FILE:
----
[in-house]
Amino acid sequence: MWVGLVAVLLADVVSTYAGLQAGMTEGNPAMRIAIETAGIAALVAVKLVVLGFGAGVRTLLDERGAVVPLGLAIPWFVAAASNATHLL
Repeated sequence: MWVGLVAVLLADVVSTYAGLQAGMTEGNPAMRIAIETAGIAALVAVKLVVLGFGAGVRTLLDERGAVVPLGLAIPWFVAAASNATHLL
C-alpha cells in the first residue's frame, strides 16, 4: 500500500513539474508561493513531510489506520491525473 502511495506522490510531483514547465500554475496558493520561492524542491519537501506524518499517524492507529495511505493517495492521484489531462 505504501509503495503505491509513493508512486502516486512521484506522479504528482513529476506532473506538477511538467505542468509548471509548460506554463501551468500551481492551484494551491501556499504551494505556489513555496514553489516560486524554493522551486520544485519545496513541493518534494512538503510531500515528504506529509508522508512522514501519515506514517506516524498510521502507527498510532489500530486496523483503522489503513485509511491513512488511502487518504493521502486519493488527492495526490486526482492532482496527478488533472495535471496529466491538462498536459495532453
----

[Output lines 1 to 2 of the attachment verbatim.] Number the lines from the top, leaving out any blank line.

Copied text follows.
[in-house]
Amino acid sequence: MWVGLVAVLLADVVSTYAGLQAGMTEGNPAMRIAIETAGIAALVAVKLVVLGFGAGVRTLLDERGAVVPLGLAIPWFVAAASNATHLL